Netizen Report: Chelsea Manning and the Power of Transparency

Global Voices Advocacy’s Netizen Report offers an international snapshot of challenges, victories, and emerging trends in Internet rights around the world. U.S. Army officer Chelsea Manning was released from military prison on May 17 after spending nearly seven years behind bars for sharing with Wikileaks thousands of classified military and government files that exposed human rights violations and corruption committed by the US government and numerous others. The U.S. government pursued 22 charges against Manning, including “aiding the enemy.” Although prosecutors were never able to prove that Manning’s actions had caused the United States material harm, she was sentenced to 35 years in prison in a case rife with political controversy and seen by civil and human rights advocates as an attempt to set a severe precedent for sentencing in cases involving the leaking of classified digital documents. Her sentence was commuted by Barack Obama in the final days
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Remix: How to Produce Social Video with Adobe Spark

Remix is a recurring MediaShift feature about interesting and innovative journalism assignments, courses and curricula. Writers share ideas, lesson plans and links to encourage other instructors to adapt this material for their own classes. If you’re interested in sharing your approaches to be remixed at other schools, contact education editor Aileen Gallagher. Any of us who use social media have seen the short, snappy videos that offer summaries of news stories, often with no sound. As these “social videos” rise in popularity, journalism educators are looking to incorporate this style of video in the classroom. This style of social video marks a dramatically different approach from what many of us who teach multimedia reporting have emphasized in our lessons. (What, no audio?) The good news is it’s getting easier to find and use apps that can be used to teach students to create and publish short video stories. Continue reading "Remix: How to Produce Social Video with Adobe Spark"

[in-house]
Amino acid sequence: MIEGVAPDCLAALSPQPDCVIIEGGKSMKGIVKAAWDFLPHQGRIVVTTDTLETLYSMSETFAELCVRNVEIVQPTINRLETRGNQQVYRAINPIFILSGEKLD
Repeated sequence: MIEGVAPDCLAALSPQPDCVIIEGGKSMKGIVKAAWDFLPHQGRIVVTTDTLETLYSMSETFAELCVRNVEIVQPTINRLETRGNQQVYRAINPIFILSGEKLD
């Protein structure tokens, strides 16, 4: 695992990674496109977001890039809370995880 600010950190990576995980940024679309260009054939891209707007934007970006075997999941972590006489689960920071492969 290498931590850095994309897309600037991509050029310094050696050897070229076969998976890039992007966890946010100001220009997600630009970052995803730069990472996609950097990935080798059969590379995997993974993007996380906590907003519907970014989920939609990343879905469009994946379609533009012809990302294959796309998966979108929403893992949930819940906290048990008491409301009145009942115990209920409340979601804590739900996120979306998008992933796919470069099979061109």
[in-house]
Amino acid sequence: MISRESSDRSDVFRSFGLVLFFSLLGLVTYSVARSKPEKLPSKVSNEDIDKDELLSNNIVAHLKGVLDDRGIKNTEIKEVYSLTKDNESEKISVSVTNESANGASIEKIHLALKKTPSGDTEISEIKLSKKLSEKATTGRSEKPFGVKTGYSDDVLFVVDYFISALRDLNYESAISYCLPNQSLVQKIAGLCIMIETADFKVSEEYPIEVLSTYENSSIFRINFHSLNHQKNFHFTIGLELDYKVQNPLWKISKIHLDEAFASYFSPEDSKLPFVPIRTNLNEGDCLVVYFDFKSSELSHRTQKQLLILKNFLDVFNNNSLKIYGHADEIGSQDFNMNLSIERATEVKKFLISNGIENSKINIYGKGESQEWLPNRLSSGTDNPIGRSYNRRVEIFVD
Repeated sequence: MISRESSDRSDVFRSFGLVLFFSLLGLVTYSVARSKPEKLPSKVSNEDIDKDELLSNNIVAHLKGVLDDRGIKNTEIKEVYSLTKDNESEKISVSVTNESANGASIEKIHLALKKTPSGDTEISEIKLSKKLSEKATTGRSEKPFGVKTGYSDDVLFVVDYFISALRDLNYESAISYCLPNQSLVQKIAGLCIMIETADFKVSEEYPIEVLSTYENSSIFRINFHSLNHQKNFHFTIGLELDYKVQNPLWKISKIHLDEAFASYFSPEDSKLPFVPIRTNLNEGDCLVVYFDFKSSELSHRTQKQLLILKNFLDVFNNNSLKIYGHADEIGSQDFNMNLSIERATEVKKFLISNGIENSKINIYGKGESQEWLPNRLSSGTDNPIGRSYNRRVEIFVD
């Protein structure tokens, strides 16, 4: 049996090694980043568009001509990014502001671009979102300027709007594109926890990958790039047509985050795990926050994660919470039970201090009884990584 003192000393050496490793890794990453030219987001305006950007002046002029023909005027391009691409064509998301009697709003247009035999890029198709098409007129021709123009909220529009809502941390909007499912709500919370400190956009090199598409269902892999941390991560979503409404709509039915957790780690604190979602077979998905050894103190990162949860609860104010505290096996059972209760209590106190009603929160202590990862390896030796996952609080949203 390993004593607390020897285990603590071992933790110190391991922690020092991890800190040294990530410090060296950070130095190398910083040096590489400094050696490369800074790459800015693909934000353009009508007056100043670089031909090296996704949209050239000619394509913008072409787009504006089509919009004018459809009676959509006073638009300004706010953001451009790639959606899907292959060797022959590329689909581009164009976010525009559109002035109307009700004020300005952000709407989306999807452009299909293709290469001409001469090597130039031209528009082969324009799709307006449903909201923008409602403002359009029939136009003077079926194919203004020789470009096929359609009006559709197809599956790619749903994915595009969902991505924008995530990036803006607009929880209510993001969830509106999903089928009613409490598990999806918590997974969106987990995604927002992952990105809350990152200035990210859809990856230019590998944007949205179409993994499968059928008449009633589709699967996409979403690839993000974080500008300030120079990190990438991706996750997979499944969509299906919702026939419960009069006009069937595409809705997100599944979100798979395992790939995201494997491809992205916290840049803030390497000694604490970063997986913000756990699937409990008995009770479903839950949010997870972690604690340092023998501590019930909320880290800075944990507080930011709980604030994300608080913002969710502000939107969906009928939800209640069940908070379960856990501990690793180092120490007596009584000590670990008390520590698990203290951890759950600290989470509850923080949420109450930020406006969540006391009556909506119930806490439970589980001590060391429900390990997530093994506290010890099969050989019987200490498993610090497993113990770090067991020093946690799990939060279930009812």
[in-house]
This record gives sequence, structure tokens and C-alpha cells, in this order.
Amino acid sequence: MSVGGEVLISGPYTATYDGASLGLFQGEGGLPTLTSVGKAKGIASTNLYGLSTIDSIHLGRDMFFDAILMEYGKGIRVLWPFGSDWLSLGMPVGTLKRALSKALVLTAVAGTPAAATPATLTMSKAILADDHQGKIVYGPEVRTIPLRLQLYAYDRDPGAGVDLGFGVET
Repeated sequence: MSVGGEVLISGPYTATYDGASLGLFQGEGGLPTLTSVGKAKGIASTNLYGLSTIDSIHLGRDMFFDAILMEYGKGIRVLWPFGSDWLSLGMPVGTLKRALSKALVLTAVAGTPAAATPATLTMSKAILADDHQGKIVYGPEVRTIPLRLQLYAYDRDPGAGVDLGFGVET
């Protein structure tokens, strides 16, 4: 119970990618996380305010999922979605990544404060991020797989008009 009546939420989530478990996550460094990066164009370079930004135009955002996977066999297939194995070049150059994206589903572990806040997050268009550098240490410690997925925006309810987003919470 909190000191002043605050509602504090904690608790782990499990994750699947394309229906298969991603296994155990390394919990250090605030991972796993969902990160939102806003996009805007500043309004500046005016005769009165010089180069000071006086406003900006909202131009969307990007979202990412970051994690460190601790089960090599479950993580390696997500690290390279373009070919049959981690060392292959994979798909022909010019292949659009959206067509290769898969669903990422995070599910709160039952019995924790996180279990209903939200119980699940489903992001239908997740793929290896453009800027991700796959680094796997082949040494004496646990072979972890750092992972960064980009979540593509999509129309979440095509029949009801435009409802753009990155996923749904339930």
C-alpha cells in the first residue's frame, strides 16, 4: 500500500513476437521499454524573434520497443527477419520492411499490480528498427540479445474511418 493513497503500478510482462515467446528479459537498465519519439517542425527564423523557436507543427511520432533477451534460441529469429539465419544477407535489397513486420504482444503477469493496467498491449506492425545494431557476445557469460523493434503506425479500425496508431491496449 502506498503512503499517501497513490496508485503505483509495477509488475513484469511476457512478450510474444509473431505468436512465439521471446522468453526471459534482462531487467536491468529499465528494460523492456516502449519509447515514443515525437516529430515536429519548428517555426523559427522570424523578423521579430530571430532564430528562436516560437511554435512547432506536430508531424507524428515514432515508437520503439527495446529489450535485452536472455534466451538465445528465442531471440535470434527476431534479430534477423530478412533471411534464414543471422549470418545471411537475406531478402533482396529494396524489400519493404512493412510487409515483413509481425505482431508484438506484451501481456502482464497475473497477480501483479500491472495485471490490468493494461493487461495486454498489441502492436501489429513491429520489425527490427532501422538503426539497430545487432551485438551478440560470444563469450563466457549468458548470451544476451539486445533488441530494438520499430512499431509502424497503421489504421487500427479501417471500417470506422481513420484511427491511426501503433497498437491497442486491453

Must Reads in Media & Technology: May 22

Must Reads is MediaShift’s daily curation of the big stories about media and technology from across the web. Sign up here to get these delivered right to your inbox.
  1. With the Goal of Modernizing the Rules, FCC to Review Regulations That Affect Media Companies (Susan Ashworth / Radio World)
2. Revealed: Facebook’s Internal Rulebook on Sex, Terrorism and Violence (Nick Hopkins / The Guardian) 3. Washington Post, Breaking News, Is Also Breaking New Ground (James B. Stewart / New York Times) 4. Voice of San Diego to Spin Off New Organization to Support Good Journalism Everywhere (Scott Lewis / Voice of San Diego) 5. Local Paper Østlands-Posten Holds Open Meetings in its Newsroom to Create a New Scene for Public Debate (Catalina Albeanu / Journalism.co.uk) 6. The Personal-Essay Boom is Over (Jia Tolentino / New Yorker) Get the Daily Must Reads in Your Inbox!


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Upcoming Events in Digital Media: May 22 Edition

Each week, MediaShift posts an ongoing list of upcoming events in the digital media and journalism world. These will be a mix of MediaShift-produced events and other events. If we’re missing any major events, or you’d like to pay to promote your event in the “featured event” spot of our weekly post, please contact Mark Glaser at mark [at] mediashift [dot] org. Any non-MediaShift events in the “featured event” slot are paid placements. Also, be sure to sign up for our events email newsletter to get notifications about future MediaShift events. Note: Event descriptions are excerpts, edited for length and clarity.